All Saints Sunday (1995)

Sermon for All Saints Sunday  1995

Saints =   the Holy Ones of God, those who sought out God’s will in their lives.     They didn’t just think about doing God’s will, or hope they did God’s will, nor wish they could do God’s will.  They fought to do it, strived to do it, consciously and conscientiously struggled to do God’s will.   

It was not a matter of just doing what they wanted to do anyway and then saying, “I hope this was God’s will.”   NO!  First and foremost they prayed, and studied God’s Word to understand the will of the Lord, and then they acted upon what they understood.

When we look at the icons around us, we are looking at some of the saints whom we honor today.  I know there is a tendency to somehow think these people were different from us, that they spent their whole life as professional Christians and because of the Grace of God they never sinned nor made mistakes and so life was simple for them to become saints.      This is a false image.  These people are saints because they overcame their limitations, they overcame great obstacles and problems to follow the will of the Lord.

Consider a few of the people in the icons of our church:

St. Peter was a married man.  He had all the problems that any husband has.  St. Paul was a single male.  His profession was a tentmaker – he was a skilled laborer, but he had to work hard and had to struggle with all the problems that any single person has to face.  The Virgin Mary came from a very poor background, her husband was a carpenter.  They had to face all the problems of the working class of their day.  Our Lord himself was raised in a working class family.  They faced all the pressures of any family.  St. Nina was a slave, a women with no rank nor money and she too faced all the problems of a single women with no rights.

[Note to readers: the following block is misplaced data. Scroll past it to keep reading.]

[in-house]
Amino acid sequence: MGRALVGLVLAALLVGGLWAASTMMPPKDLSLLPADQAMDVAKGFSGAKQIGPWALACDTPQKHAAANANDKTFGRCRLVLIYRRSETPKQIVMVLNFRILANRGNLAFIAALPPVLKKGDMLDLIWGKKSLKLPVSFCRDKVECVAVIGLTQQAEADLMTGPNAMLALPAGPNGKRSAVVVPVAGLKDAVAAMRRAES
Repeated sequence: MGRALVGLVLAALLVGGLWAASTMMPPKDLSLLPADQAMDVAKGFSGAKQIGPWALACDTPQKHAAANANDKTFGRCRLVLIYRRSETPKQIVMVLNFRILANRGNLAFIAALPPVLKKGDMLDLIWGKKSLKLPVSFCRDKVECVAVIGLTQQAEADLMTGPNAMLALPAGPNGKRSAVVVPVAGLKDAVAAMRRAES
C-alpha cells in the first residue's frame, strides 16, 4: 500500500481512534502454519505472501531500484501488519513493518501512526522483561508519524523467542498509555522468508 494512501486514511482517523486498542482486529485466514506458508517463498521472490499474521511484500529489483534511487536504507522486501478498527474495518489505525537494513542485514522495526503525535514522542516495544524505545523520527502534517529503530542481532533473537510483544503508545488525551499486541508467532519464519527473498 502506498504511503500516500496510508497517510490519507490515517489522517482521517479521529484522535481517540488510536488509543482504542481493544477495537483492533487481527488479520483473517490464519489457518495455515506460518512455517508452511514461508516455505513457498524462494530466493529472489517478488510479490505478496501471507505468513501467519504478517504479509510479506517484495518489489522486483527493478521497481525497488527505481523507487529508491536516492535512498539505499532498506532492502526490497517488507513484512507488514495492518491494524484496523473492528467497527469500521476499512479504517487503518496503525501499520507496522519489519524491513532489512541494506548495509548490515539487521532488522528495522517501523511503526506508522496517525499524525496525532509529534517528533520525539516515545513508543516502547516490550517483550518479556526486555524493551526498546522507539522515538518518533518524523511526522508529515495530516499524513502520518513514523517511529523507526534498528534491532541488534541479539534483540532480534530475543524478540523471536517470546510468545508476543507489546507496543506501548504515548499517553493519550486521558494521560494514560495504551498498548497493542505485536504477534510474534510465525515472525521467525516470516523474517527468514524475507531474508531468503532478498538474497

If we look around the church we know the occupation of some of the saints,   there is a doctor in St. Luke, a fisherman in St. Peter and St. John (working class folks), and there are other married and single men and women, some poor some of the educated class who all aimed to serve God in their lives.

These my friends are the saints of God.  May you and I be faithful enough to join them in the pursuit of God’s will in our own lives, in our jobs, in our families and in our homes and neighborhoods.  For that is how we can best honor the Saints throughout the year is by imitating their lives and upholding their examples and their values in our daily lives.

Yes, there also are many mystical and ascetical saints in our church.   Some of us are called to follow their examples as well.   But my main contention to you is that you can take up  your cross and follow Christ today in your life.   The only thing you need to change is your heart and mind in repentance.  All other circumstances, married or single, working class or middle class, etc, are simply means for you to honor the Lord.